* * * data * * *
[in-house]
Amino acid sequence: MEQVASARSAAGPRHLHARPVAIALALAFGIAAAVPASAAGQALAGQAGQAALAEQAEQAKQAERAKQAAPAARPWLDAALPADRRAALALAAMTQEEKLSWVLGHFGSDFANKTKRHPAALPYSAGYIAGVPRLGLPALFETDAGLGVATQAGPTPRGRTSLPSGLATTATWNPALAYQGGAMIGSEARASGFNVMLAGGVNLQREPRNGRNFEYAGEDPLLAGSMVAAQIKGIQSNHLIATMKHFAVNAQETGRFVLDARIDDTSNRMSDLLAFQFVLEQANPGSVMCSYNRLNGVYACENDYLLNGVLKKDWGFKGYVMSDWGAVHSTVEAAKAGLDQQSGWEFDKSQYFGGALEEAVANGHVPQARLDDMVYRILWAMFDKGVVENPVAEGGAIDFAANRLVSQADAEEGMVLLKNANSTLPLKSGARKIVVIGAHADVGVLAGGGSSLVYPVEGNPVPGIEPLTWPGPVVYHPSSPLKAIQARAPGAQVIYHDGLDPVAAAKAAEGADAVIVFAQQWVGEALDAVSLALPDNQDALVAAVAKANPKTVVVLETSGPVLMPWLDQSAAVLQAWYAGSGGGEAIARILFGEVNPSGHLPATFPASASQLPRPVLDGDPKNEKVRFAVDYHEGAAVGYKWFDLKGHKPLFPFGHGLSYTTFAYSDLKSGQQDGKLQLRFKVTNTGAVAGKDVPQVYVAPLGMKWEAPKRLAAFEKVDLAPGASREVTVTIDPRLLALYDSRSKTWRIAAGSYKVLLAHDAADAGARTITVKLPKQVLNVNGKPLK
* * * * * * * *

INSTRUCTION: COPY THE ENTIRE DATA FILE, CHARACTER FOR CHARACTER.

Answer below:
[in-house]
Amino acid sequence: MEQVASARSAAGPRHLHARPVAIALALAFGIAAAVPASAAGQALAGQAGQAALAEQAEQAKQAERAKQAAPAARPWLDAALPADRRAALALAAMTQEEKLSWVLGHFGSDFANKTKRHPAALPYSAGYIAGVPRLGLPALFETDAGLGVATQAGPTPRGRTSLPSGLATTATWNPALAYQGGAMIGSEARASGFNVMLAGGVNLQREPRNGRNFEYAGEDPLLAGSMVAAQIKGIQSNHLIATMKHFAVNAQETGRFVLDARIDDTSNRMSDLLAFQFVLEQANPGSVMCSYNRLNGVYACENDYLLNGVLKKDWGFKGYVMSDWGAVHSTVEAAKAGLDQQSGWEFDKSQYFGGALEEAVANGHVPQARLDDMVYRILWAMFDKGVVENPVAEGGAIDFAANRLVSQADAEEGMVLLKNANSTLPLKSGARKIVVIGAHADVGVLAGGGSSLVYPVEGNPVPGIEPLTWPGPVVYHPSSPLKAIQARAPGAQVIYHDGLDPVAAAKAAEGADAVIVFAQQWVGEALDAVSLALPDNQDALVAAVAKANPKTVVVLETSGPVLMPWLDQSAAVLQAWYAGSGGGEAIARILFGEVNPSGHLPATFPASASQLPRPVLDGDPKNEKVRFAVDYHEGAAVGYKWFDLKGHKPLFPFGHGLSYTTFAYSDLKSGQQDGKLQLRFKVTNTGAVAGKDVPQVYVAPLGMKWEAPKRLAAFEKVDLAPGASREVTVTIDPRLLALYDSRSKTWRIAAGSYKVLLAHDAADAGARTITVKLPKQVLNVNGKPLK